Obama Barrels Ahead: Climate Plan Won't 'Pause for Partisan Gridlock'
Under the plan, Obama is directing the EPA to work closely with states, industry and other stakeholders to develop carbon pollution standards for both new and existing power plants by June 2014. The new rules would take effect sometime in 2015. The president set a goal of reducing the nation’s total carbon dioxide output by at least three billion metric tons by 2030.
The president also seeks to make further investment in clean and renewable energies, doubling energy captured from the wind and sun. The Department of the Interior has been directed to allow wind, solar and similar projects to operate on public lands, issuing enough permits to power more than 6 million homes by 2020.
The package expresses the need to “couple action at home with leadership internationally. America must help forge a truly global solution to this global challenge by galvanizing international action to significantly reduce emissions, prepare for climate impacts, and drive progress through the international negotiations.”
As a result, the U.S. will stop financing new coal-fired plants overseas “except for the most efficient coal technology available in the world's poorest countries or facilities deploying carbon capture and sequestration technologies.” The White House also committed to expanding international initiatives with China, India and other countries to reduce greenhouse gases.
In seeking to reduce emissions, Obama cited studies that show the levels of carbon pollution in the atmosphere have increased dramatically and that the 12 warmest years in recorded history have all come in the last 15 years. In 2012, temperatures in some ocean regions reached record highs and Arctic ice shrank to its smallest size on record -- faster than most models predicted, he said. Ocean levels are rising – the sea level in New York Harbor is a foot higher than it was a century ago.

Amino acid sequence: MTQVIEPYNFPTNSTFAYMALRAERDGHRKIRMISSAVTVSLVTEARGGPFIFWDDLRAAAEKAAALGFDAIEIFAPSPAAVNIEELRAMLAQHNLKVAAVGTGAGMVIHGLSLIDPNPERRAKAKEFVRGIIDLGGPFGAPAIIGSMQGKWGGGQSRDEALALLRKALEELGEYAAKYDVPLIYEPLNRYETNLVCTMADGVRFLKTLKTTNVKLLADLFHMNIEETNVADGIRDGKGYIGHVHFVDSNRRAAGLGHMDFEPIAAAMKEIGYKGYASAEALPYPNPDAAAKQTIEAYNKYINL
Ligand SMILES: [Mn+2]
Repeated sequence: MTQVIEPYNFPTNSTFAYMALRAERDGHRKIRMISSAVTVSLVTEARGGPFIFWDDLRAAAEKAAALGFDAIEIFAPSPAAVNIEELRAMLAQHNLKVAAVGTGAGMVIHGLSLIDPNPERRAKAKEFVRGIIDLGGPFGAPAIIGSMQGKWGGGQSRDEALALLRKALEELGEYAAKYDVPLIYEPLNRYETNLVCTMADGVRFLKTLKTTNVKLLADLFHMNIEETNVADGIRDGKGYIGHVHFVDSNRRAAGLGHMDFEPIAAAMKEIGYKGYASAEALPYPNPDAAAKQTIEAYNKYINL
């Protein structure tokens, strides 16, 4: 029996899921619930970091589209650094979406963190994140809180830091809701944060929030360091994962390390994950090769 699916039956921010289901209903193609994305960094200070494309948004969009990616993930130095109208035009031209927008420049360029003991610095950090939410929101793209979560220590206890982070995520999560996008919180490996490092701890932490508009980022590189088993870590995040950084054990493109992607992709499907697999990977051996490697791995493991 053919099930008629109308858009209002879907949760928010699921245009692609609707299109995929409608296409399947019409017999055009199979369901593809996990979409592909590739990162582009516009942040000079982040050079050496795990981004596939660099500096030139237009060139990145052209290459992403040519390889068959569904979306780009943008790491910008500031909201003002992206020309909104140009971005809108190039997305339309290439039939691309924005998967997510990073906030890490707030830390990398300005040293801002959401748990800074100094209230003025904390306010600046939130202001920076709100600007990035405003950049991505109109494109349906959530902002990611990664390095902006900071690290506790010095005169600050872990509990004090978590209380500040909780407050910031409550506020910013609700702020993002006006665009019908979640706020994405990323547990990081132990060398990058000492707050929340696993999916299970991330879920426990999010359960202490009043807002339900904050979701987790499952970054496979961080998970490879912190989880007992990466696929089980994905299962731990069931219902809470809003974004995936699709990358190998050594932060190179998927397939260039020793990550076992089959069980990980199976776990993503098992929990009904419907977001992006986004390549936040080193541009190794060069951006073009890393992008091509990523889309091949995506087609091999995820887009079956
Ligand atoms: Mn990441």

The National Climatic Data Center maintains that 2011 and 2012 had some of the most extreme weather events — including major droughts, heat waves, storms tornadoes, floods, hurricanes, and wildfires — in the nation’s history, resulting in $60 billion in damages.
“I am convinced this is the fight America can, and will, lead in the 21st century,” Obama said. “And I’m convinced this is a fight that America must lead. But it will require all of us to do our part. We’ll need scientists to design new fuels, and we’ll need farmers to grow new fuels. We’ll need engineers to devise new technologies, and we’ll need businesses to make and sell those technologies. We’ll need workers to operate assembly lines that hum with high-tech, zero-carbon components, but we’ll also need builders to hammer into place the foundations for a new clean energy era.”
On the Keystone pipeline, a proposed project that would carry oil from Canadian tar sands down to refineries in the Gulf of Mexico, Obama said he will only approve construction if it’s in the national interest.
“And our national interest will be served only if this project does not significantly exacerbate the problem of carbon pollution,” he said. “The net effects of the pipeline’s impact on our climate will be absolutely critical to determining whether this project is allowed to go forward. It’s relevant.”
Paul C. “Chip” Knappenberger, assistant director of the Center for the Study of Science at the Cato Institute, a libertarian think tank, said the president’s position may ultimately prove beneficial to pipeline construction.
If the Keystone XL pipeline were to operate at full capacity until the end of this century, Knappenberger said, “it would, worst case, raise the global average surface temperature by about 1/100th of a degree Celsius. So after nearly 100 years of full operation, the Keystone XL’s impact on the climate would be inconsequential and unmeasurable.”